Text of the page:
Wednesday, September 7, 2011

Painting Water in Landscape - Part 2 by Carmella Jarv -- Welcome to Artist Palette Productions at Cheap Joe's Art Stuff

We have this waterfall preserver that's happening there and it's a little brighter in the center. You'll notice I'm starting to go a little bit thicker now with the pastels. Because I'm using professional pastels, I want to be very careful with the pastel dust.

Some of these have cadmium pigments and they're not good to breathe. One of the things that I like to do is once it starts to get thick I'll tap it like this. That lets my pastel dust run down. I have something down here with to catch the dust and then you don't have to worry about the pastel dust getting everywhere.

I don't like to use a lot of black but it's important to me to show the darks at this point and for the sake of the video and the quick impression.

It's not quite black - it's actually a deep dark brown. The main reason is that I want to really define where my dark's are. When I do my paintings, I go back and forth from the lights and the dark's and that usually helps.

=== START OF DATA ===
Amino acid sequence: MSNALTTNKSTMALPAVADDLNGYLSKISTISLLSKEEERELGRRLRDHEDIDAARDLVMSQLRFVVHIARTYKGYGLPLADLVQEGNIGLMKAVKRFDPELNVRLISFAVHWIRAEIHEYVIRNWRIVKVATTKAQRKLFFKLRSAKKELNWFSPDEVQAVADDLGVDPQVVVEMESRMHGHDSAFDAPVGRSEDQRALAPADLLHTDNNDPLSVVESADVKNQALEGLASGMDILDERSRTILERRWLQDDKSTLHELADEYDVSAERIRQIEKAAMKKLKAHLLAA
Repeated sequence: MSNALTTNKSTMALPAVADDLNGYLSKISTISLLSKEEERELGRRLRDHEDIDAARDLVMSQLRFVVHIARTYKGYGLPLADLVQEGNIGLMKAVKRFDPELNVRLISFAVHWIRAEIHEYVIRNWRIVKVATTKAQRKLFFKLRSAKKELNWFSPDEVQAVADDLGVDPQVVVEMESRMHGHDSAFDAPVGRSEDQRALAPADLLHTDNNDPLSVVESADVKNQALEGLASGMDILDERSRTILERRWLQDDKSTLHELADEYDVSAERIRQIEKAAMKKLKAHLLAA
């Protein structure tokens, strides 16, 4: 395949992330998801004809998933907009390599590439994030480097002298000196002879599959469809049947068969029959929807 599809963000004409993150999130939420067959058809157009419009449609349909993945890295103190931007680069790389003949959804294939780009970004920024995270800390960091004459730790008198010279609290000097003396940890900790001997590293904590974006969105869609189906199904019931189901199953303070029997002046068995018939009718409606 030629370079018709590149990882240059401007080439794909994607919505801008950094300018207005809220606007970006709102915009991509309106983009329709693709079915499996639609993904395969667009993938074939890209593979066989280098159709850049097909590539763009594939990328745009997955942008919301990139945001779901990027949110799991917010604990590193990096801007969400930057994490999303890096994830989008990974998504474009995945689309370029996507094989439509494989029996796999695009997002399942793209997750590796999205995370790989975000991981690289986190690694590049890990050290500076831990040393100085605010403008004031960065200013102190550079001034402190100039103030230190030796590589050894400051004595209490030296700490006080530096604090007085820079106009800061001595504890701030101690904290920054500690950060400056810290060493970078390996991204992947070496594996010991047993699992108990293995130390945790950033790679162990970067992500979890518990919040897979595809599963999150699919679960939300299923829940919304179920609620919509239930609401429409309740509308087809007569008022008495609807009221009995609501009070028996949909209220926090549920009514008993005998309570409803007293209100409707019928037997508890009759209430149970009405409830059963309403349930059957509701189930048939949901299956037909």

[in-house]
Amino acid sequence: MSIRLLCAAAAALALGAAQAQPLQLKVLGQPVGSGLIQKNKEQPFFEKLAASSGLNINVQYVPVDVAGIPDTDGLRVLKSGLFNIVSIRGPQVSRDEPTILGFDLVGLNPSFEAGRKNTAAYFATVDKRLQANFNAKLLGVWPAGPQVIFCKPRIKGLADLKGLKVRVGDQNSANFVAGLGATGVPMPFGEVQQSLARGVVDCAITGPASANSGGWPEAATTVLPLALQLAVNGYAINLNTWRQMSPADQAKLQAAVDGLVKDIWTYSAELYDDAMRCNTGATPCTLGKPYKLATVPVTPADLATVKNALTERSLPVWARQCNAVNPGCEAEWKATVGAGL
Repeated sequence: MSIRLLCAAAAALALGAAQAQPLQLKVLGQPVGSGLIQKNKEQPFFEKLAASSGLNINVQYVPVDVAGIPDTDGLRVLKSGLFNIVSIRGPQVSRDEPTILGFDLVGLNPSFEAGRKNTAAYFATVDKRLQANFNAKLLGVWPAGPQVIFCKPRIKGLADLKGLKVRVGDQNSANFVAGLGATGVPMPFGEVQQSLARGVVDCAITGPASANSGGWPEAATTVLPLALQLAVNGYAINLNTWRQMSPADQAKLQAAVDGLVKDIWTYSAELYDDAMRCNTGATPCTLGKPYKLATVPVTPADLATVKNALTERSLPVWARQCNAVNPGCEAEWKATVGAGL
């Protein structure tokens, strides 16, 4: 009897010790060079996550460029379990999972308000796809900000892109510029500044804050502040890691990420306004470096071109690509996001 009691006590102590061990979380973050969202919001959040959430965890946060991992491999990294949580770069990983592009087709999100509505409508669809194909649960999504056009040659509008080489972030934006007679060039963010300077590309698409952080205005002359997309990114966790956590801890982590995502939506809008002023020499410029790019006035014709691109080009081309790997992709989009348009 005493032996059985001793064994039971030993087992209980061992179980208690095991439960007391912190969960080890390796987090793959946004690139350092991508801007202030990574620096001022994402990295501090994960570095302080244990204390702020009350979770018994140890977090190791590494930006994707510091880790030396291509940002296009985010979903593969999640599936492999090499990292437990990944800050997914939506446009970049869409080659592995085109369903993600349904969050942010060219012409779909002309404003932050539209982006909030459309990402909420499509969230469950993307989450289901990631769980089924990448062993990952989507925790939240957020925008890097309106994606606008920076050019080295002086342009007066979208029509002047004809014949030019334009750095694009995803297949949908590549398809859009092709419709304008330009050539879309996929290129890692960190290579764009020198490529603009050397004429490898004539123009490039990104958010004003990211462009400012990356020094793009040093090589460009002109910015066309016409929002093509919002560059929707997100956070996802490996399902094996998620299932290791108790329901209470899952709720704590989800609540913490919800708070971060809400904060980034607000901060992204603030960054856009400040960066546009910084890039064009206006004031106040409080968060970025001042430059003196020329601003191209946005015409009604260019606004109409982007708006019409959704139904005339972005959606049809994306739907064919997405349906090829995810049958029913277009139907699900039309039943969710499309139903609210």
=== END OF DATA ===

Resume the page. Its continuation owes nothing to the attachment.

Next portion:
I'm playing light against dark and defining my edges. Again, I'm not outlining anything because you don't want to do that. Try to do edges instead or just barely suggest with a little pastel.

In the event you end up messing something up, you can use a shami cloth and try to pick up carefully the pastel underneath. If I'm using the Richeson Gatorform, I've actually rinsed off all of the pastel before. Baby wipes work great, too.

I don't want it to all look the same, but I like having the balance here. Remember to vary your marks, and I'm actually trying to suggest some of these plants.

It's important to learn about your color theory because once you have a strong understanding, your painting will be better.

I'm not worried about showing everything in that wall, but I do want a basic understanding so it looks more convincing to the viewer.

This gray color almost obliterated the white wall here, but that's ok, because it also brings your focus toward the center of the painting.

I like the pastel paper to show through, but there are two times I prefer there not to be any paper showing.

One of those is when I'm doing sky and the other is when I'm doing skin because you don't want it to look so splotchy.

I want to make sure there's a really thick layer of pastel on this. If I were to do any blending, some people use a stump, some people use their finger, you want to make sure before you blend, that your hands are clean and dry and that you keep them clean and dry.

Otherwise you'll just muddy your colors up.